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Finley Ledbetter: 'Know Where to Get the Answer'

Ledbetter will present 'Inside a Vacuum Circuit Breaker: Breaker Elements, Maintenance, Repair & Replace Considerations' at the 2017 Circuit Breaker Seminar

Finley Ledbetter stresses to young engineers that one of the most important things he has learned is to know where to get the answers. As chief scientist for Group CBS, Inc., Ledbetter has more than 40 years of power systems engineering experience. 

Ledbetter will present Inside a Vacuum Circuit Breaker: Breaker Elements, Maintenance, Repair & Replace Considerations at the 2017 Circuit Breaker Seminar. The seminar will be a 60-minute workshop on General Electric’s legacy PowerVac circuit breakers: the strength of the platform, excellent service life, and ways to extend the usable life beyond planned obsolescence. This workshop will cover maintenance intervals, lubrication adjustments, parts availability, testing, and upgrades required to keep this important, medium-voltage power circuit breaker in service for many years to come.

In addition to the remarkable similarities between different types of circuit breakers and the PowerVac, other medium-voltage vacuum circuit breakers manufactured in the United States between 1975 and 2000 will be discussed as well as major action items explained.  This will be a team-led, workshop with audio visual highlights.  Attendees will watch several key maintenance items performed first hand and learn the best practices based on Group CBS’s forty years of experience.

Ledbetter's philosophy on mentoring and his extensive experience in power systems engineering makes him a good fit for presenting this seminar. T&D World visited with Ledbetter about how he got his start in power systems and what he loves about his job now.

Q: How does your position and experiences as chief scientist help you in presenting this circuit breaker seminar?

I started as an intern engineer for Multi Amp, which is now Megger, when I was at the the University of Texas.  In that position I was assigned first to engineering and then the Multi Amp Institute, ran by longtime friend John Cadick.   John is one of the industry’s true, long time stars who gave me a great mentor early on and helped me become what I am today. I try to remember this and do the same with the young engineers and technicians we have at GCBS.

Q: When and why did you decide to go into power systems engineering?

It was by accident. I was in electrical engineering but had planned to go to work for Dallas Power and Light; however, a 3x5 index card on Dr. Cash’s, the head of the department, bulletin board led me to an interview with Multi Amp for an internship. From there it has been a 40-year career that I stumbled on one day because I needed a part-time job.

Q: Best thing about your job right now?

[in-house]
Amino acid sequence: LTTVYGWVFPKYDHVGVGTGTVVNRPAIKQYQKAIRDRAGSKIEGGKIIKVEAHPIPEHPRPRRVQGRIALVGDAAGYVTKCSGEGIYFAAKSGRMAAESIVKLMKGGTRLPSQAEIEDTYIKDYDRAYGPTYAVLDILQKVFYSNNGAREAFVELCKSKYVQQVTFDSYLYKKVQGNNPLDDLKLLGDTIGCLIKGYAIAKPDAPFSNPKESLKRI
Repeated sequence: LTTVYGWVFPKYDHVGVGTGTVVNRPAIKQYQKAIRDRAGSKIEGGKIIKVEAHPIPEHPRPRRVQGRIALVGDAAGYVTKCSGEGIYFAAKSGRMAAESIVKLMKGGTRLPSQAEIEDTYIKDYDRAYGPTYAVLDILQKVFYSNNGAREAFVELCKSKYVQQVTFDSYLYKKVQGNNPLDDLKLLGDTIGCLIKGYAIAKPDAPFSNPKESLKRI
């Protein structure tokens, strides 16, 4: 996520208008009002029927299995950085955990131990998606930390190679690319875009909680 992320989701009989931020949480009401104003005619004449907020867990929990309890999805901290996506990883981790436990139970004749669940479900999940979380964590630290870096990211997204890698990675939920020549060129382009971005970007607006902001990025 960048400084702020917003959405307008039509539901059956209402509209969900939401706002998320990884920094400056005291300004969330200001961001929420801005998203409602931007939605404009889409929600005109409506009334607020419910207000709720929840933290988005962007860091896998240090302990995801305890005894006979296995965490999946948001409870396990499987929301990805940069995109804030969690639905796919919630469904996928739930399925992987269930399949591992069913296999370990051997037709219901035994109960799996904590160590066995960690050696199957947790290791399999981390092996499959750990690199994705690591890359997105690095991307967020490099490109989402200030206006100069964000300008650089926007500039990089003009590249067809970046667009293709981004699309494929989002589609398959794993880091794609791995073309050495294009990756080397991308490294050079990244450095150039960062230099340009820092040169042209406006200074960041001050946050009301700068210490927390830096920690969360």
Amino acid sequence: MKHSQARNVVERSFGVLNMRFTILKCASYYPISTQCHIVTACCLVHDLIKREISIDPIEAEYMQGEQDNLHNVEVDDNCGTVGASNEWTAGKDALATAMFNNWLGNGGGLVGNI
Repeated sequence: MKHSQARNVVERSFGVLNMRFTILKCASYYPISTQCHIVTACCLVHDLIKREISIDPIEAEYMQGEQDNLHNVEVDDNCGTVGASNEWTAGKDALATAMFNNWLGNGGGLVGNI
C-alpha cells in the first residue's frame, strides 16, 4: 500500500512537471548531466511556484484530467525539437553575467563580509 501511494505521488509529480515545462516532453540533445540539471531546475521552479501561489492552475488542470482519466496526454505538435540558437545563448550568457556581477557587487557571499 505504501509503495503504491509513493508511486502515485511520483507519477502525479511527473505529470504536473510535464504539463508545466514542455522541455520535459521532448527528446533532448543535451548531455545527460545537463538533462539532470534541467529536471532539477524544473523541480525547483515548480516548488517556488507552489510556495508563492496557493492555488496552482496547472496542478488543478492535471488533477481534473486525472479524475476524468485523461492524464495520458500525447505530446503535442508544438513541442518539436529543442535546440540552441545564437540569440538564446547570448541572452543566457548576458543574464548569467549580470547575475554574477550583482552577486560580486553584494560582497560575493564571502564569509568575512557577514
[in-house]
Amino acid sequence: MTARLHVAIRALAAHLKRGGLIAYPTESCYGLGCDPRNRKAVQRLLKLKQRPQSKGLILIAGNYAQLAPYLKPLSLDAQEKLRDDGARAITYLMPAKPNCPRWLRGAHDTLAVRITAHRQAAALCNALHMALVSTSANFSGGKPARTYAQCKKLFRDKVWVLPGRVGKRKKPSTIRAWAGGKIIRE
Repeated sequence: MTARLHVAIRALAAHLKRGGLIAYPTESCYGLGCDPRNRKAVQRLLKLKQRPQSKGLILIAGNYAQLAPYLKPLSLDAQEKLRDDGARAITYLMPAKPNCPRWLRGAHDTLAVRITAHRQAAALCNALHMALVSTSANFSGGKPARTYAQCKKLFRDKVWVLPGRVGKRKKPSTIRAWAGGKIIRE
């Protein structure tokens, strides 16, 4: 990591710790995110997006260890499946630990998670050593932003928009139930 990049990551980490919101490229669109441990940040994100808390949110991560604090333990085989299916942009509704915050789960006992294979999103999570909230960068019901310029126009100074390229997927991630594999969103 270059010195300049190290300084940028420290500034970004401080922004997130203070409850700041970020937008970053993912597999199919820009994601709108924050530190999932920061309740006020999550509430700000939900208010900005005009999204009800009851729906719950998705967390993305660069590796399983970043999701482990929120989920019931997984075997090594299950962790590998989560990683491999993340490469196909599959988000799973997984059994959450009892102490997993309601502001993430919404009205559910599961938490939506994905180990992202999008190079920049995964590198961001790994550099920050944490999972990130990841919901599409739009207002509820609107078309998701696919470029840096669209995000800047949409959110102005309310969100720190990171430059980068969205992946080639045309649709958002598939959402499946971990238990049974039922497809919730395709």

Getting to work in the development lab with all the young engineers that are very different from what I was and even more different than the senior engineers I worked with in my youth.

Also working with my four children whom all work in the business.

Q: What courses have you presented in the past, and what’s coming up?

I mostly work on developing new services, products, and solutions for what comes in from GCBS’s 400 people in the field. Every day it is another rodeo and that is what keeps me getting up every day and going back to work.

Q: What’s the most important thing you’ve learned in your past experience that you want to communicate to students or participants?

That you don’t need to know everything, just know where to get the answer and that if you get up and go to work every day, and do your best, get there early, and stay late, eventually you will prevail.  Take the easy way around an issue or run from it and you will not make it in this business.  I’m interested to see how the new millennial engineers make it in the real, heavy industrial world.  I’m a bit concerned; and I should be as two of my sons are in that mix.

Q: Why is circuit breaker maintenance is important to this industry?

 Life extension of medium-voltage circuit breakers is key to the health of the entire U.S. infrastructure. You remove this gear and the entire United States stops—everything! Too much of the key components have moved offshore we GCBS are working to move the parts that really hold the United States ransom back to U.S. soil.

Q: What do you like to do in your spare time?

I have a cattle ranch and spend time with my kids and grandkids.  When the weather will not allow, I collect and restore classic Mustangs.

Q: Anything else you would like to add?    

My entire working life has been a single focus--38 kV and below distribution equipment.  I had great mentors and great partners.  Without them and my dedicated, understanding wife, I would have never made it!  This is a hard business when you first start out and then by the time you figure it out it is time to retire!

 

 

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